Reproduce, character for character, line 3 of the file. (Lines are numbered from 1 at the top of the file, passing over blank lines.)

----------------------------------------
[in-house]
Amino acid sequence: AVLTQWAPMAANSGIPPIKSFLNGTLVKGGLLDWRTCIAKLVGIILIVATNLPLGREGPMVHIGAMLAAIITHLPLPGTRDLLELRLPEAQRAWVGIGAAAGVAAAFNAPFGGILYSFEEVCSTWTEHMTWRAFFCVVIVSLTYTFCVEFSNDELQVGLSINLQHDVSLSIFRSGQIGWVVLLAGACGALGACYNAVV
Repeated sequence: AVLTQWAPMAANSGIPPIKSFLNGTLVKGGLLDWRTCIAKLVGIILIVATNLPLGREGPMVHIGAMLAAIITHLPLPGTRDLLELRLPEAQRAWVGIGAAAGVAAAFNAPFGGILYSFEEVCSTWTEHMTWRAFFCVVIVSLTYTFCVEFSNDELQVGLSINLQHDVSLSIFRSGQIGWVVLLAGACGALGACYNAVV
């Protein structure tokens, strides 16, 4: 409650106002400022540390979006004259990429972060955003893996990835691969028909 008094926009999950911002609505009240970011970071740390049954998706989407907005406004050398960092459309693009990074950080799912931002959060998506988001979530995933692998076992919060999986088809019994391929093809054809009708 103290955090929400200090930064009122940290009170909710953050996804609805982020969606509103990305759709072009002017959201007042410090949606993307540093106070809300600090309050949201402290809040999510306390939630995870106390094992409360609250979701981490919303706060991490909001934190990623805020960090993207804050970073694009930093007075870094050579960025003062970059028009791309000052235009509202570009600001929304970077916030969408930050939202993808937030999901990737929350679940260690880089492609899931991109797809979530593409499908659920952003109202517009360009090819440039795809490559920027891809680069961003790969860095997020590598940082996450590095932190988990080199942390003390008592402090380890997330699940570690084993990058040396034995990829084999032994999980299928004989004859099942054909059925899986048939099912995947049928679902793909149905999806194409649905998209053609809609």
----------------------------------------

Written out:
Repeated sequence: AVLTQWAPMAANSGIPPIKSFLNGTLVKGGLLDWRTCIAKLVGIILIVATNLPLGREGPMVHIGAMLAAIITHLPLPGTRDLLELRLPEAQRAWVGIGAAAGVAAAFNAPFGGILYSFEEVCSTWTEHMTWRAFFCVVIVSLTYTFCVEFSNDELQVGLSINLQHDVSLSIFRSGQIGWVVLLAGACGALGACYNAVV